Living in Chicago for three years, I saw homeless people as a daily experience. While being a Moody Bible Institute student was great, letting a homeless person know this fact about me was not. Moody students were
notorious well know for helping the homeless out. While more experienced Moody students would buy a meal for a homeless person, the notorious ones would just give money, usually resulting in soothing an addiction rather than a hunger pain. I have no problem with the idea of meeting the tangible needs of a homeless person. But I did have a problem with the fact that many of the homeless people I experienced were in negative situations. They were stealing Bibles from the Christian bookstore where I worked to sell on the streets. They were going down the street to the Starbucks where my husband worked to rudely badger Starbucks customers to buy them things that they would later try to return for money...all for the same purpose: supporting their drug and alcohol habits. So my confusion began. How do I support homeless men and women without supporting their habits? The easy answer seemed to just ignore them, but how is the church truly supposed to respond?
Under the Overpass by Mike Yankovski addresses this in a very personal way. Yankovski chose to live on the streets for five months in six different cities in order to experience homelessness on a daily basis and see how the church is responding. He, along with his partner Sam faced heat waves and rainy days. They begged for money, hoping to scrape together enough to get some 99 cent hamburgers or a 49 cent burrito. They slept on hard sidewalks, played their worn guitars for money and slept in $3.00 sleeping bags that they found at a thrift store. But most important to them were the faces of the men and women they met on the street and the realization of their huge, festering needs.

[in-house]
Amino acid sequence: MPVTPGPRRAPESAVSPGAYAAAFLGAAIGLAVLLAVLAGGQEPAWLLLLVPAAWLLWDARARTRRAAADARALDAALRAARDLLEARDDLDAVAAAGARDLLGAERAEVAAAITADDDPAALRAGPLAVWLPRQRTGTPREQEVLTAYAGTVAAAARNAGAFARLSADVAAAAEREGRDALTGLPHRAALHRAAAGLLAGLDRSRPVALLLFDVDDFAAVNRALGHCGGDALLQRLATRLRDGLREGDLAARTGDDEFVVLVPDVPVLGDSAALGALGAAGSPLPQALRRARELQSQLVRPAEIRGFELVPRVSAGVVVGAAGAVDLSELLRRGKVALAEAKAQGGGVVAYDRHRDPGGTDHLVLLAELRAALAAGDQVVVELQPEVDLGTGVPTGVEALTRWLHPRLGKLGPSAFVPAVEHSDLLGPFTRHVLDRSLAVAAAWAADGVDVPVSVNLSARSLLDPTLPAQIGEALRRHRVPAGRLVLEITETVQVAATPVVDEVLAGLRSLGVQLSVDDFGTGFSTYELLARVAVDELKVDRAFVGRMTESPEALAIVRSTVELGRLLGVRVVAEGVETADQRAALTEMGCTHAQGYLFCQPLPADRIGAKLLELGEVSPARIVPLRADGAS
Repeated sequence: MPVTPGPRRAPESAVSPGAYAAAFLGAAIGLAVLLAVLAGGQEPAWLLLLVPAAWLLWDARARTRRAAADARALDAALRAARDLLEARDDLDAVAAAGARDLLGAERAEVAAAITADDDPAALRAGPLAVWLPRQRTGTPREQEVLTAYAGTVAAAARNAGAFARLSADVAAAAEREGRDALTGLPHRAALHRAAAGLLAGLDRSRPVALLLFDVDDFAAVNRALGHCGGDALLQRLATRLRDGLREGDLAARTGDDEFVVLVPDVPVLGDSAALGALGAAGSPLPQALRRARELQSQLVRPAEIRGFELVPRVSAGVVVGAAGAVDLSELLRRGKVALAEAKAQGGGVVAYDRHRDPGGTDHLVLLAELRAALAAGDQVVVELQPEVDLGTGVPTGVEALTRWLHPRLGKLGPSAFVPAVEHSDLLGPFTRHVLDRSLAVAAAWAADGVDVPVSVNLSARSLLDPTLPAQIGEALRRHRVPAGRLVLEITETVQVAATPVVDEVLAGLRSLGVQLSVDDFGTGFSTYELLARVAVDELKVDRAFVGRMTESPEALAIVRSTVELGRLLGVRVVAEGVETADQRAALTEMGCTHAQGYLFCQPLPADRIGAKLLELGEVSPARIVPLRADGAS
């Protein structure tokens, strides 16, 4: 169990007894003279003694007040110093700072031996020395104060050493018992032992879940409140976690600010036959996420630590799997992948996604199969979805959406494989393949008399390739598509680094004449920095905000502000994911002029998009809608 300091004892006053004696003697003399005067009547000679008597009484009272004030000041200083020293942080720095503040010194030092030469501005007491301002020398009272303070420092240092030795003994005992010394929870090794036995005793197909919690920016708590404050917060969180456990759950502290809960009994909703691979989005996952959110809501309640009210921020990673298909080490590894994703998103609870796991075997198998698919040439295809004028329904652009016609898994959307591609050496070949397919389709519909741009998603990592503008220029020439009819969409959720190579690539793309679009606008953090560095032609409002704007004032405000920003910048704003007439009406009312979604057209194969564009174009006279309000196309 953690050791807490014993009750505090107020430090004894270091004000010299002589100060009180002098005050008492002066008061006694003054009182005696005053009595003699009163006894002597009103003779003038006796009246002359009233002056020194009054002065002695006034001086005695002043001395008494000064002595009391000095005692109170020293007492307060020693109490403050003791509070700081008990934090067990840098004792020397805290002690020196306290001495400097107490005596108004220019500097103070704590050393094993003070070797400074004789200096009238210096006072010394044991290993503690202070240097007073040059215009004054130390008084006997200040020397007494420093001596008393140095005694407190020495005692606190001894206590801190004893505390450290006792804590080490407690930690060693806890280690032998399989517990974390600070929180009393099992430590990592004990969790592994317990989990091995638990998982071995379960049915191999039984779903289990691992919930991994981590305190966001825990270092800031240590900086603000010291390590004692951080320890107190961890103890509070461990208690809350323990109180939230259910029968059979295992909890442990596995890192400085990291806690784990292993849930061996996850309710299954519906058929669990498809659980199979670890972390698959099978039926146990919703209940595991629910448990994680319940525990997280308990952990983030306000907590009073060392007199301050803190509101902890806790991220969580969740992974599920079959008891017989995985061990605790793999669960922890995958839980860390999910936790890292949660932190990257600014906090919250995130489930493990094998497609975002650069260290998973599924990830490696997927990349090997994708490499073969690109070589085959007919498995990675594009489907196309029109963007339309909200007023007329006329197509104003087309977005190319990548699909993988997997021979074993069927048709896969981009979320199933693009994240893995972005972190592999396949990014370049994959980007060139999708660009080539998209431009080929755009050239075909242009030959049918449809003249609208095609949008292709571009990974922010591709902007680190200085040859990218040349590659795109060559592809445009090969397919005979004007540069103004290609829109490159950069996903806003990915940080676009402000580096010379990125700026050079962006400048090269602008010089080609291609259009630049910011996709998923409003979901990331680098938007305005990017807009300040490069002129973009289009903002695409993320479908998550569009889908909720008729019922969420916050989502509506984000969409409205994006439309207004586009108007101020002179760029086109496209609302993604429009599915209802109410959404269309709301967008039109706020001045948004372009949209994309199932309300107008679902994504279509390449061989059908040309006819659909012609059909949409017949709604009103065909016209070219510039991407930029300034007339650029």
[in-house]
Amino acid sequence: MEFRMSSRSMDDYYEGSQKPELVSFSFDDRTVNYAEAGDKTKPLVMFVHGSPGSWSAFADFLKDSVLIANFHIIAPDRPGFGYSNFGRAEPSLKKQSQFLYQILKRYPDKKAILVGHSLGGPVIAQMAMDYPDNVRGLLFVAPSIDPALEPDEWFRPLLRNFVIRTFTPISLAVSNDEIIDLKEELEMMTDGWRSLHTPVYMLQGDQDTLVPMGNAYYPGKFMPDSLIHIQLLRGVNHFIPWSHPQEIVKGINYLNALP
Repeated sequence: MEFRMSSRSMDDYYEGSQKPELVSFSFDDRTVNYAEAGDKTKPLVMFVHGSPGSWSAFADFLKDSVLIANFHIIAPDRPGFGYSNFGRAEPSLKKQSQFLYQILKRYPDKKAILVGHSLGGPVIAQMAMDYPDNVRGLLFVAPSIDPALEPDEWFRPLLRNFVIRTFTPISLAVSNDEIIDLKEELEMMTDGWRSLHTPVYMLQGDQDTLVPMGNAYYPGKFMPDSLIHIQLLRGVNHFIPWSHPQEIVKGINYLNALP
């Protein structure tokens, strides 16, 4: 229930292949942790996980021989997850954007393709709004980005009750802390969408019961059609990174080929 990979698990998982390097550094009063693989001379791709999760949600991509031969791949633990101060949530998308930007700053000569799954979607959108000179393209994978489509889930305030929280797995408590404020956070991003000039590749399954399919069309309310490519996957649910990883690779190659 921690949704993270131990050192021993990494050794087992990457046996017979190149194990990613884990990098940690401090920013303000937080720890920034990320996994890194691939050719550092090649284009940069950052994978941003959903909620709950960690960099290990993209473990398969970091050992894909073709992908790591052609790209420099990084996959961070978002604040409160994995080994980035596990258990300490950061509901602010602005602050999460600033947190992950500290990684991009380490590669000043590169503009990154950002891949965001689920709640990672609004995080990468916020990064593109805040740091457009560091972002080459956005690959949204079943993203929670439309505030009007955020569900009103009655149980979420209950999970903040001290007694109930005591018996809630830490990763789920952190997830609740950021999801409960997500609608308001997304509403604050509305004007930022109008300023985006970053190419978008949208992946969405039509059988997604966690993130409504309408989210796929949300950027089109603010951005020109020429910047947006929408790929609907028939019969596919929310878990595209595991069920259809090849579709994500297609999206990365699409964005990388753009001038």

For many of the individuals they met, the issue was not whether or not they could get a job and support themselves. Instead it was an issue of addiction and hopelessness. After living on the street as long as these men and women had, going back to what many people view as a "normal life" was hard for these homeless people to fathom. Many of them didn't have a family or friend to return to. Instead, their family and friends were on the streets with them, and to leave them meant to be alone.
Under the Overpass challenged my thinking. Although the church is not doing all it should, I am not responsible for the church. I am responsible for myself. Yankovski's experiences brought about a question: what if I could change the way I see a homeless person? Instead of viewing them as freeloaders, simply making a living on the street to support their addictions and ignoring them, I need to see each of them as a person with a face and a name. While my wariness will remain, my assumptions should not. While I will still be cautious when faced with a homeless person, my hardened spirit should not. As Yankovski pointed out, one of the most positive responses a believer can have towards a homeless person is acknowledging them with a smile. As a person. As an individual. As a man or woman in need of God's grace and rescue in their life.